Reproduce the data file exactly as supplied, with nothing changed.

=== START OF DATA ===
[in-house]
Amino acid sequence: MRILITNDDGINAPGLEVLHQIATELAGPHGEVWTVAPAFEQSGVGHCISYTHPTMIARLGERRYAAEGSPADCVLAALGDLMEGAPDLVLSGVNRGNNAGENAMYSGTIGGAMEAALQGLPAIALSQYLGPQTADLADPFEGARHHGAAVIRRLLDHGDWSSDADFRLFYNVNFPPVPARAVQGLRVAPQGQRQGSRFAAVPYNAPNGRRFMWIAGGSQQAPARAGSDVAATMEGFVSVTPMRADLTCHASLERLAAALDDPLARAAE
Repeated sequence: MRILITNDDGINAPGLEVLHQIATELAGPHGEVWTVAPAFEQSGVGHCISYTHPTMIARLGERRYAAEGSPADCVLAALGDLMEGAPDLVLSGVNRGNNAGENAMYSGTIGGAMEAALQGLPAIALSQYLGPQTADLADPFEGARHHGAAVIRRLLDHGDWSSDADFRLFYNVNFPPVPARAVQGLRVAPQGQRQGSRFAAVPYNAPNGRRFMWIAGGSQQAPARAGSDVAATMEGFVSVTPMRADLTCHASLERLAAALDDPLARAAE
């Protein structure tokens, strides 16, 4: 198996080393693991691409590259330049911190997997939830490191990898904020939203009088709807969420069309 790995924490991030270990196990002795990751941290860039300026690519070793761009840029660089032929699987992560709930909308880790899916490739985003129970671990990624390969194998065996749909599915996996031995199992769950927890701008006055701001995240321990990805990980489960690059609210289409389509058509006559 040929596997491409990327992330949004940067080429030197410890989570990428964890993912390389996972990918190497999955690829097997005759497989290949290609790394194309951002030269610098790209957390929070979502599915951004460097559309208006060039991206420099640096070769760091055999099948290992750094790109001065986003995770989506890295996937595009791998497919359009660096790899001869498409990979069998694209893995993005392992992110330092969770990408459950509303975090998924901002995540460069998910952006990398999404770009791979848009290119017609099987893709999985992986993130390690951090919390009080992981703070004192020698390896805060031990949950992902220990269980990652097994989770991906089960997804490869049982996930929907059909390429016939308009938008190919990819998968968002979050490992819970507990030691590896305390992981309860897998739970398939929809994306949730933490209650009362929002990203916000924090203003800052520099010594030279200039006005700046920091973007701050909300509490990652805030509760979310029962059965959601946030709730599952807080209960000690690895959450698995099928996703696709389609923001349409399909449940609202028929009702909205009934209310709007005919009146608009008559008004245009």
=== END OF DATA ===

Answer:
[in-house]
Amino acid sequence: MRILITNDDGINAPGLEVLHQIATELAGPHGEVWTVAPAFEQSGVGHCISYTHPTMIARLGERRYAAEGSPADCVLAALGDLMEGAPDLVLSGVNRGNNAGENAMYSGTIGGAMEAALQGLPAIALSQYLGPQTADLADPFEGARHHGAAVIRRLLDHGDWSSDADFRLFYNVNFPPVPARAVQGLRVAPQGQRQGSRFAAVPYNAPNGRRFMWIAGGSQQAPARAGSDVAATMEGFVSVTPMRADLTCHASLERLAAALDDPLARAAE
Repeated sequence: MRILITNDDGINAPGLEVLHQIATELAGPHGEVWTVAPAFEQSGVGHCISYTHPTMIARLGERRYAAEGSPADCVLAALGDLMEGAPDLVLSGVNRGNNAGENAMYSGTIGGAMEAALQGLPAIALSQYLGPQTADLADPFEGARHHGAAVIRRLLDHGDWSSDADFRLFYNVNFPPVPARAVQGLRVAPQGQRQGSRFAAVPYNAPNGRRFMWIAGGSQQAPARAGSDVAATMEGFVSVTPMRADLTCHASLERLAAALDDPLARAAE
């Protein structure tokens, strides 16, 4: 198996080393693991691409590259330049911190997997939830490191990898904020939203009088709807969420069309 790995924490991030270990196990002795990751941290860039300026690519070793761009840029660089032929699987992560709930909308880790899916490739985003129970671990990624390969194998065996749909599915996996031995199992769950927890701008006055701001995240321990990805990980489960690059609210289409389509058509006559 040929596997491409990327992330949004940067080429030197410890989570990428964890993912390389996972990918190497999955690829097997005759497989290949290609790394194309951002030269610098790209957390929070979502599915951004460097559309208006060039991206420099640096070769760091055999099948290992750094790109001065986003995770989506890295996937595009791998497919359009660096790899001869498409990979069998694209893995993005392992992110330092969770990408459950509303975090998924901002995540460069998910952006990398999404770009791979848009290119017609099987893709999985992986993130390690951090919390009080992981703070004192020698390896805060031990949950992902220990269980990652097994989770991906089960997804490869049982996930929907059909390429016939308009938008190919990819998968968002979050490992819970507990030691590896305390992981309860897998739970398939929809994306949730933490209650009362929002990203916000924090203003800052520099010594030279200039006005700046920091973007701050909300509490990652805030509760979310029962059965959601946030709730599952807080209960000690690895959450698995099928996703696709389609923001349409399909449940609202028929009702909205009934209310709007005919009146608009008559008004245009």